Solar System -
Two diagrams showing the internal cross-section of a Sun-type star.
The next layer is the Radiative Zone that surrounds the core out to a diameter of about 1 million km (~625,000 miles) and also weighs almost half of the Sun. Energy travels through this zone by radiation, but the photons are frequently scattered by particles in the gas and may take up to one million years to get through. Unlike the core, this zone is much the same as it was when the Sun formed.
This is the outer layer from the radiative zone almost to the surface. While it comprises only about 2% of the Sun's mass, it occupies nearly 2/3rds of the volume, so the density of this region is very small. Heat from the radiative zone heats up the lower levels which rise to the surface, give off their heat and sink back down again.
The temperature of the Sun's photosphere is between 4500ºK and 6000ºK. It comprises convection cells each of which is about 1000 kilometers in diameter. As each of these cells, or "granules" lasts for only about eight minutes, the surface has a turbulent, roiling pattern. The convection cells group into "super granules" that may be up to 30,000 kilometers in diameter, and last up to 24 hours.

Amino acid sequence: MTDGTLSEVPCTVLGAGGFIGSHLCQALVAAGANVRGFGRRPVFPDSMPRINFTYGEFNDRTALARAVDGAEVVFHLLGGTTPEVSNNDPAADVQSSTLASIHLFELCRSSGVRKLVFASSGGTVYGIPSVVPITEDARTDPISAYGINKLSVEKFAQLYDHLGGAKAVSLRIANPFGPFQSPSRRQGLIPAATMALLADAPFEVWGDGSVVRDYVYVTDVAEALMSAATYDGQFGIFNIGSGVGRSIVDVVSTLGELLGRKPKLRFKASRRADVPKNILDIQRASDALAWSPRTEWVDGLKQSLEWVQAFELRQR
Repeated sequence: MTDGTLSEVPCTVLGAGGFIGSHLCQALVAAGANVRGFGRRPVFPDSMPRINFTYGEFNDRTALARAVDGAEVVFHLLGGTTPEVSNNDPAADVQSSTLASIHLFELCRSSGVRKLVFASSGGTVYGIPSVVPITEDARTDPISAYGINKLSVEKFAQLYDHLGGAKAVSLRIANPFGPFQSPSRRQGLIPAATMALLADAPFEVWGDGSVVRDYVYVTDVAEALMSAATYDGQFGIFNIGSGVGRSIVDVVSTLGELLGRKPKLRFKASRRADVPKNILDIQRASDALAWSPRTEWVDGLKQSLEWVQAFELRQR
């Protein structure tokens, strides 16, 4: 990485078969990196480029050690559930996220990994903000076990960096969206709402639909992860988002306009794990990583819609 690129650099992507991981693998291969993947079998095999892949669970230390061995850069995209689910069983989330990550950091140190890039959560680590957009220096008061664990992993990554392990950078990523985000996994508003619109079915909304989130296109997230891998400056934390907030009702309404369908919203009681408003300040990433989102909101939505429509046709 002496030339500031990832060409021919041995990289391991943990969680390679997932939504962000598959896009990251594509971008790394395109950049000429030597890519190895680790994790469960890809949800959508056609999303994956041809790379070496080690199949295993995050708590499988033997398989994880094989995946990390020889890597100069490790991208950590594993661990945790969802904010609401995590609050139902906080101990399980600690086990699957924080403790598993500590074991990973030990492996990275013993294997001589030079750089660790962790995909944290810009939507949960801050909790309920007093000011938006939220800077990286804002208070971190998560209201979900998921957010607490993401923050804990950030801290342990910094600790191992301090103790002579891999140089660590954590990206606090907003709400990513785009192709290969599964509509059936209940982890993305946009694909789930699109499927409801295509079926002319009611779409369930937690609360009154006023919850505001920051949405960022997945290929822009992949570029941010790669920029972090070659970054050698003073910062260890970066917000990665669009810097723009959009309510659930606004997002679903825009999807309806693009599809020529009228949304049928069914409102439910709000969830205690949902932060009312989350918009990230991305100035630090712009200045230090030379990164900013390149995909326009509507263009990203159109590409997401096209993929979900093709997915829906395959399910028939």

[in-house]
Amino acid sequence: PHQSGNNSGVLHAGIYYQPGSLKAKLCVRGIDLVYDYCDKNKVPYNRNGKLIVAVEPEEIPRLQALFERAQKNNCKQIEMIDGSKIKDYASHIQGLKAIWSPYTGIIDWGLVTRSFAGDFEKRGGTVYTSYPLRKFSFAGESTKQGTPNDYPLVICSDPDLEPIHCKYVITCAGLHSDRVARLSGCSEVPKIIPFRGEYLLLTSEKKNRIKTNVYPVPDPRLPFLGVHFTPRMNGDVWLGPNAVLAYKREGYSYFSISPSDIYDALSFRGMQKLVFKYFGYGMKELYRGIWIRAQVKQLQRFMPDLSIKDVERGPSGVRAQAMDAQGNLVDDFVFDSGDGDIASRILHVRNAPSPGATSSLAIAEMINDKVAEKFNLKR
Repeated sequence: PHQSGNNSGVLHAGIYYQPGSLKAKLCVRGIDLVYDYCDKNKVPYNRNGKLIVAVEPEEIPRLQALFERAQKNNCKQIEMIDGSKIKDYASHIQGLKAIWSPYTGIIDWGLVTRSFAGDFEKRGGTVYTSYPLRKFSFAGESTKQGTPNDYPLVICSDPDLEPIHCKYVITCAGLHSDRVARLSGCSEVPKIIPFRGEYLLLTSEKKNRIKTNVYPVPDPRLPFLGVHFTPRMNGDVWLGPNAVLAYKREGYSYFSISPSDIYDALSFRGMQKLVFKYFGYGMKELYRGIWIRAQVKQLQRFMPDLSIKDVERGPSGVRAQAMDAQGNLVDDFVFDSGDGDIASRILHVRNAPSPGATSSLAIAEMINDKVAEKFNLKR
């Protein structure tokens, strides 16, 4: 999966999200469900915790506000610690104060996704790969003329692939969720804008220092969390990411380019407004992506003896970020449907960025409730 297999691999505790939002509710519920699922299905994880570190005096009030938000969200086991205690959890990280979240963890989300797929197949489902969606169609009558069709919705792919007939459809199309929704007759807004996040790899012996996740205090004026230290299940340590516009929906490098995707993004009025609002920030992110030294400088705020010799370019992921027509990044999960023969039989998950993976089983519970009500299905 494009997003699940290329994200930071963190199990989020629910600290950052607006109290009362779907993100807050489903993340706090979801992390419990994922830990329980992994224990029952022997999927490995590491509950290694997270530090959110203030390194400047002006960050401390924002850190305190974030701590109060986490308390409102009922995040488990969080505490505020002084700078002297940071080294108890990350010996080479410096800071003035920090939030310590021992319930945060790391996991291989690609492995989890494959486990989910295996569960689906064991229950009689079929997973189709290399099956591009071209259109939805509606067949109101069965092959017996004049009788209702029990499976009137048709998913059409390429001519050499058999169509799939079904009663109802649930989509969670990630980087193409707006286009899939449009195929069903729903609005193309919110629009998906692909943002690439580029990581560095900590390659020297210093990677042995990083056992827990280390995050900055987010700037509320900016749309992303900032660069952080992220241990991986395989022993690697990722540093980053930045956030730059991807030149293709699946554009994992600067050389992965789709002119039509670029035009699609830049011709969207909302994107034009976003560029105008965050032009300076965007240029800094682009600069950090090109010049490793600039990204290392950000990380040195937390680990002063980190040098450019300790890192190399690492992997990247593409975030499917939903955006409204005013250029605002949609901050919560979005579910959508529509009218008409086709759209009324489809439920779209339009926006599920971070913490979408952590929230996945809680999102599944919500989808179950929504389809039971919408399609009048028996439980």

The Sun's atmosphere comprises four layers; the Photosphere, the Chromosphere, the Transition Region and the the Corona. Interestingly, temperatures rise in some of the outer layers from 10,000°K to 20,000°K in the Chromosphere to as much as 500,000ºK or more in the Corona.
The original composition of the Sun was 72 percent hydrogen, 26 percent helium, and 2 percent other elements. Because it has been converting hydrogen into helium for so long, the composition of the core has change. Hydrogen now comprises about 35 percent of the mass at the center rising to 65 percent at the outer edge of the core. The rest of the Sun's composition is relatively unchanged. The core is about 350,000 km (~220,000 miles) across, but contains almost half the mass of the Sun.
The Radiative Zone
The Convection Zone